A case against civil commitment
By NARSOL . . . In view of recent developments in the case of Galen Baughman in Virginia, NARSOL restates its unequivocal opposition to the civil commitment process occurring in at least twenty states and in the federal system. Paul Shannon, NARSOL’s board chair, states, “NARSOL opposes the practice of civilly committing sexual offenders to a locked facility after they have completed serving their prison sentence. If in fact the offender has a mental disorder, he/she should be treated in the mental health system rather than incarcerated.”
Shannon’s remarks are in response to Virginia’s effort to designate Mr. Baughman a sexually violent predator (SVP), which would result in indefinite and possibly lifetime confinement. Shannon said, “Although NARSOL does not condone the violations of supervision established in Mr. Baughman’s case, we are deeply troubled by the effort to designate him as an SVP.”
NARSOL’s board of directors opposes the Attorney General’s petition for the following reasons:
- This is the second attempt to commit Mr. Baughman even though there has not been a subsequent “predicate” sexual offense, which means this effort should be barred by the doctrine of res judicata. The Attorney General is attempting to have a second bite at the apple since the first attempt to commit Mr. Baughman failed back in 2012.
- Baughman’s publicly available record reveals no history of violence. Violence is defined as, “The use of physical force so as to injure, abuse, damage, or destroy.”
- The Static-99 risk assessment tool which Virginia heavily relies on has a built-in bias against males with male victims.
- Despite the fact that the state of Virginia has been on notice since January 2012 that significant problems exist with their SVP commitment program, they have failed to take actions to improve the system. In fact, the Legislative Audit and Review Commission (JLARC), issued a 202-page report identifying significant issues in need of reform. The full report can be viewed here.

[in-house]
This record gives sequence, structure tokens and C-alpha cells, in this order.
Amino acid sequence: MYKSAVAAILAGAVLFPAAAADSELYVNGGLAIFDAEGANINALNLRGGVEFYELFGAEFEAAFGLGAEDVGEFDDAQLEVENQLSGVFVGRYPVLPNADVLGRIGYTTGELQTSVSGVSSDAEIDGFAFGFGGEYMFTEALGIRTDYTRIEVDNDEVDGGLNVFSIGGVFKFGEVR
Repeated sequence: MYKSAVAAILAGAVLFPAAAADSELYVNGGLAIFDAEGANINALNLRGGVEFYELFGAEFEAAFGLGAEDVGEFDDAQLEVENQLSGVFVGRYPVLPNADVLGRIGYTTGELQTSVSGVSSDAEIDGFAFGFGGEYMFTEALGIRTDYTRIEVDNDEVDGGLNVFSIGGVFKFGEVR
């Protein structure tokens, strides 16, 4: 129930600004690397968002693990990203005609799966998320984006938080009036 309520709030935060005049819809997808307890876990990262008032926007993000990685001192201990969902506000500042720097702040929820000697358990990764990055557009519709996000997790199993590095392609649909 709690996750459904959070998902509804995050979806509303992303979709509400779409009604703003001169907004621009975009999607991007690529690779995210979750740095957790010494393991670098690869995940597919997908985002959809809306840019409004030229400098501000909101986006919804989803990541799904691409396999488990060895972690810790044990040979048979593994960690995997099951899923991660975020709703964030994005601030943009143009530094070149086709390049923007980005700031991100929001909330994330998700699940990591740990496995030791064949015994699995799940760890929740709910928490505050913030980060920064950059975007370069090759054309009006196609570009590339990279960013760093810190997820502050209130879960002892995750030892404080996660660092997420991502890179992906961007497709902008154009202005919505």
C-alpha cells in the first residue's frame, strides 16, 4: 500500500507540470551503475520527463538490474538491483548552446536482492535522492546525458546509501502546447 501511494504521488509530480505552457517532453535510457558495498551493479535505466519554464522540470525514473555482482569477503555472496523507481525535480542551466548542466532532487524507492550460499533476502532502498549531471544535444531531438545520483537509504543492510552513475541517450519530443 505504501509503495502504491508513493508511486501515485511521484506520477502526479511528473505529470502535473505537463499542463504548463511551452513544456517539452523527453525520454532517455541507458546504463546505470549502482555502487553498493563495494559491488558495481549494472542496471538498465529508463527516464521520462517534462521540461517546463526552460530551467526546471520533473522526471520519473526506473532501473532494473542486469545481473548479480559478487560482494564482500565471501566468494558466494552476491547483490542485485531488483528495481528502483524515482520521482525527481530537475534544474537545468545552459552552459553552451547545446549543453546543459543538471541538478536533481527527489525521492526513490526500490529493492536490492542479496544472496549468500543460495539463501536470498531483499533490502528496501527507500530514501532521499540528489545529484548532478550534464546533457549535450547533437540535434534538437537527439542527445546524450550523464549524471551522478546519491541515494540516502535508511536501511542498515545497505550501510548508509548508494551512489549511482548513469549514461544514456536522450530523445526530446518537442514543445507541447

Some key issues identified by the JLARC Report are:
- Virginia’s switch to the Static-99 actuarial risk assessment instrument and score of “5” resulted in a 450 percent increase in the number of offenders eligible for civil commitment as sexually violent predators (SVP). (Chapter 1)
- Virginia’s actuarial risk assessment screening approach is flawed, in part because it does not allow qualified professionals to use their professional judgment to review certain high-risk offenders, including those who state their intent to reoffend. (Chapter 3)
- Virginia’s risk assessment process and civil commitment proceedings rely heavily on expert SVP evaluators. These evaluators find offenders to be SVPs at widely varying rates. (Chapter 4)
- Virginia’s risk assessment process does not provide enough flexibility and does not sufficiently use consensus to decide whether to proceed with the civil commitment process. (Chapter 4)
- Virginia’s civil commitment program will continue to grow over time. However, the rate of program growth can be reduced if certain program changes, such as those recommended, are made. (Chapter 9)
As stated above, NARSOL opposes the use of civil commitment as presently implemented after a person has completed his or her court-imposed sentence. But in view of the numerous deficiencies in Virginia’s present SVP commitment process identified by the JLARC report, NARSOL submits that the following steps, if taken by the Attorney General, would be a major improvement over present policy: (1) seek commitment only of those individuals who have actually engaged in physical violence and when a current risk assessment indicates a propensity for future violence clearly exists; (2) advocate for reforms, including reducing the heavy reliance on the Static-99; and (3) seek changes to the current system so there is more flexibility in deciding whether to proceed with the civil commitment process.